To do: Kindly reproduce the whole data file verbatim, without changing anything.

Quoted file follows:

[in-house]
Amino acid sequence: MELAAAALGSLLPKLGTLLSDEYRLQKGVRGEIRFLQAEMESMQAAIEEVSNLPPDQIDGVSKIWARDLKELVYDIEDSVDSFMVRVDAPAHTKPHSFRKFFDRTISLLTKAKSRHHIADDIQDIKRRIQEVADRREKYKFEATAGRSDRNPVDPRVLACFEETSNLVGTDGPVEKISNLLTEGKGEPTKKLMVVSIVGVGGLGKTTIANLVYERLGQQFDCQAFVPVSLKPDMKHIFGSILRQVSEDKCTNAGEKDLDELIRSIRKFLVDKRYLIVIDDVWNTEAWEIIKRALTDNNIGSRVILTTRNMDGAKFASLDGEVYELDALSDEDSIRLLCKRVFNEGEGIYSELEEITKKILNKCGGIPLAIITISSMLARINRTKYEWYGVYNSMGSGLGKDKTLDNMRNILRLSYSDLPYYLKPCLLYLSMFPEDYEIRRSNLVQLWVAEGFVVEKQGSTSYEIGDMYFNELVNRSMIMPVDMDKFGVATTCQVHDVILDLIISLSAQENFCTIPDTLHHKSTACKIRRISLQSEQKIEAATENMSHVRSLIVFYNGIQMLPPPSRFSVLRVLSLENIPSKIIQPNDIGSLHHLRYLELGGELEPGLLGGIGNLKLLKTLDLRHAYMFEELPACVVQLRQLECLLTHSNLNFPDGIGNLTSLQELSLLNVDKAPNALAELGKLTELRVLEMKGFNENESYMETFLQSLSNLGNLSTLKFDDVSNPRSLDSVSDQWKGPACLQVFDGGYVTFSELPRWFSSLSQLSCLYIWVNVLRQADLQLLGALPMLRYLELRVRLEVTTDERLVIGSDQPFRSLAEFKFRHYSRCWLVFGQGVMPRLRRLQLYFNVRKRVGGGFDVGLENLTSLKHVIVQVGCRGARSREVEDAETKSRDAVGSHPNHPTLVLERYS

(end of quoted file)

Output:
[in-house]
Amino acid sequence: MELAAAALGSLLPKLGTLLSDEYRLQKGVRGEIRFLQAEMESMQAAIEEVSNLPPDQIDGVSKIWARDLKELVYDIEDSVDSFMVRVDAPAHTKPHSFRKFFDRTISLLTKAKSRHHIADDIQDIKRRIQEVADRREKYKFEATAGRSDRNPVDPRVLACFEETSNLVGTDGPVEKISNLLTEGKGEPTKKLMVVSIVGVGGLGKTTIANLVYERLGQQFDCQAFVPVSLKPDMKHIFGSILRQVSEDKCTNAGEKDLDELIRSIRKFLVDKRYLIVIDDVWNTEAWEIIKRALTDNNIGSRVILTTRNMDGAKFASLDGEVYELDALSDEDSIRLLCKRVFNEGEGIYSELEEITKKILNKCGGIPLAIITISSMLARINRTKYEWYGVYNSMGSGLGKDKTLDNMRNILRLSYSDLPYYLKPCLLYLSMFPEDYEIRRSNLVQLWVAEGFVVEKQGSTSYEIGDMYFNELVNRSMIMPVDMDKFGVATTCQVHDVILDLIISLSAQENFCTIPDTLHHKSTACKIRRISLQSEQKIEAATENMSHVRSLIVFYNGIQMLPPPSRFSVLRVLSLENIPSKIIQPNDIGSLHHLRYLELGGELEPGLLGGIGNLKLLKTLDLRHAYMFEELPACVVQLRQLECLLTHSNLNFPDGIGNLTSLQELSLLNVDKAPNALAELGKLTELRVLEMKGFNENESYMETFLQSLSNLGNLSTLKFDDVSNPRSLDSVSDQWKGPACLQVFDGGYVTFSELPRWFSSLSQLSCLYIWVNVLRQADLQLLGALPMLRYLELRVRLEVTTDERLVIGSDQPFRSLAEFKFRHYSRCWLVFGQGVMPRLRRLQLYFNVRKRVGGGFDVGLENLTSLKHVIVQVGCRGARSREVEDAETKSRDAVGSHPNHPTLVLERYS